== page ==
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07 December 2011 by -

Brazil is booming. The economy is expanding and the country is getting ready to host the Football World Cup in 2014 and the Olympics in 2016. But the Latin American giant has not even begun dealing with its dark past, ruled by a dictatorial military regime from 1964 until 1985. 27 years later, on November 18th, President Dilma Rousseff signed a law establishing a truth commission.

By Lindy Janssen, Sao Paulo

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article
19 May 2010 by -

The 106th edition of the International Justice Tribune is now available. You can read it here.

Download the print version of the International Justice Tribune 106 (PDF file)

Subscribe to the International Justice Tribune

IJT 106 contents: 

 

issue
08 December 2011

Links to articles and PDF of IJT 141.

article
19 November 2014 by Thierry Ogier, São Paulo (Brazil)

In a major shake-up, Brazil’s National Truth Commission (CNV) is expected to demand the prosecution of alleged military regime torturers identified in their final report on crimes during the country’s 1964-1985 dictatorship.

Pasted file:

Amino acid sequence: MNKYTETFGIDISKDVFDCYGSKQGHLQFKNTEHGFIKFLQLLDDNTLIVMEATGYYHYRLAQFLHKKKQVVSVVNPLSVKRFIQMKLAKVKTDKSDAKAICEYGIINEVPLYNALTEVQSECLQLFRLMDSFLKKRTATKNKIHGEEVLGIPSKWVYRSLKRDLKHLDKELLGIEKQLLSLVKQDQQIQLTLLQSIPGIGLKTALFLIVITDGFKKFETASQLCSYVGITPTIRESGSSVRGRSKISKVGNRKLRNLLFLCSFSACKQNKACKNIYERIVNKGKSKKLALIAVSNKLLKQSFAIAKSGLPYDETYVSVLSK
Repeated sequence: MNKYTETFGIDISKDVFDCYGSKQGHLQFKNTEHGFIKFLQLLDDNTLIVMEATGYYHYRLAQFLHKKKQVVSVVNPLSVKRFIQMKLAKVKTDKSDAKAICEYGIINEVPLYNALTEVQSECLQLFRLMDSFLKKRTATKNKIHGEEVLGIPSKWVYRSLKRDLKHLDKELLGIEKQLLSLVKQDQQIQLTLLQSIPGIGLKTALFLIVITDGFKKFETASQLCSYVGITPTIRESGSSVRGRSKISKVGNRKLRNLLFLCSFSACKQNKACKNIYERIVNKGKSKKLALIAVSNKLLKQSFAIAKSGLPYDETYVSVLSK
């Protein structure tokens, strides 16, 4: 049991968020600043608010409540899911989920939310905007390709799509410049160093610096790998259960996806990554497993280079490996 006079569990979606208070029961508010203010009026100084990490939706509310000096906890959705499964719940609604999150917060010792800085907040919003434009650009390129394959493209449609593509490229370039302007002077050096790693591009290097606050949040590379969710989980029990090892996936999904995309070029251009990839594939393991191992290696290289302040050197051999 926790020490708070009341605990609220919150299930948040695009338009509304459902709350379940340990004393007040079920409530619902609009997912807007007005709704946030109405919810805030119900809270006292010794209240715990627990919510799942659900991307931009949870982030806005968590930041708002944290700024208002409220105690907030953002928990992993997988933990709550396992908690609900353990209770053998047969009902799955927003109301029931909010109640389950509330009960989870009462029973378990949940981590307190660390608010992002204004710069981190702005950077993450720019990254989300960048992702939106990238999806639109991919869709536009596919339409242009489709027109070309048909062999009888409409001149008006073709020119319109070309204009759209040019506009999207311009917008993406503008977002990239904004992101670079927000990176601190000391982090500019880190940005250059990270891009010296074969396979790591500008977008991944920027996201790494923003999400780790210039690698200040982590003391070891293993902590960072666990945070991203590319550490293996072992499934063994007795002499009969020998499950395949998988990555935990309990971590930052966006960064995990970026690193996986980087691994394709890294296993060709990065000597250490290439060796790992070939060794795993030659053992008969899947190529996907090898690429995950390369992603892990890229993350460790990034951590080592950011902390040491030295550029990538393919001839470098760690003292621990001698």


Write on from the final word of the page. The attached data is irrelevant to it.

issue
17 December 2014

Links to articles and PDF of IJT 172.

issue
19 November 2014

Links to articles and PDF of IJT issue number 170.

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17 December 2014 by Thierry Ogier, São Paulo (Brazil)

As international human rights organizations praised the 10 December report of Brazil’s truth commission on military regime-era torture, victims and surviving families expressed indignation. The official report on human rights violations from 1946 to 1988 came after a 30-month investigation led by the National Truth Commission, locally called the CNV [IJT-170]. 

Brazil